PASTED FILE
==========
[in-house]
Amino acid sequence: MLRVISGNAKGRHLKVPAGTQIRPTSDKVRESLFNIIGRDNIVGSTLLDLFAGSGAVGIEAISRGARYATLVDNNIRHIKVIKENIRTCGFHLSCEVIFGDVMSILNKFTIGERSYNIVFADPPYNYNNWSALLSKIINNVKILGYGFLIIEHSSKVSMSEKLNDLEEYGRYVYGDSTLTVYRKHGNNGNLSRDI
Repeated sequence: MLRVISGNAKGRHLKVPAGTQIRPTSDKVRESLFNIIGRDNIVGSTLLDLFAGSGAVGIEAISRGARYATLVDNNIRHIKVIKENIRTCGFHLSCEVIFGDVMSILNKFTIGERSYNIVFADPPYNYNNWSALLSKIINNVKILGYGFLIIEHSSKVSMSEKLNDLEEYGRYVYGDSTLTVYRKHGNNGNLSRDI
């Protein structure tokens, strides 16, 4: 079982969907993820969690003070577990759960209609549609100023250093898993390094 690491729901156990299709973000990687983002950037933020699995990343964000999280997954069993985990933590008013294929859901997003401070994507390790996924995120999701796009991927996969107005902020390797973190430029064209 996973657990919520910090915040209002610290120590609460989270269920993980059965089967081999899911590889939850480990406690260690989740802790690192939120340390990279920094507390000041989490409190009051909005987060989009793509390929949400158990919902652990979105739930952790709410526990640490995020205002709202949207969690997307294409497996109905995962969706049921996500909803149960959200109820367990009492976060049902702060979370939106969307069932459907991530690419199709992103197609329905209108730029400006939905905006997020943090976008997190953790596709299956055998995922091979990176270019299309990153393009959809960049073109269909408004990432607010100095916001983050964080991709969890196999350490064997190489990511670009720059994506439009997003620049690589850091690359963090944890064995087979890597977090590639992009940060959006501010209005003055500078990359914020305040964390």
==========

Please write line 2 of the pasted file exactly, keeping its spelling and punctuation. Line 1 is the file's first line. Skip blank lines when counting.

Amino acid sequence: MLRVISGNAKGRHLKVPAGTQIRPTSDKVRESLFNIIGRDNIVGSTLLDLFAGSGAVGIEAISRGARYATLVDNNIRHIKVIKENIRTCGFHLSCEVIFGDVMSILNKFTIGERSYNIVFADPPYNYNNWSALLSKIINNVKILGYGFLIIEHSSKVSMSEKLNDLEEYGRYVYGDSTLTVYRKHGNNGNLSRDI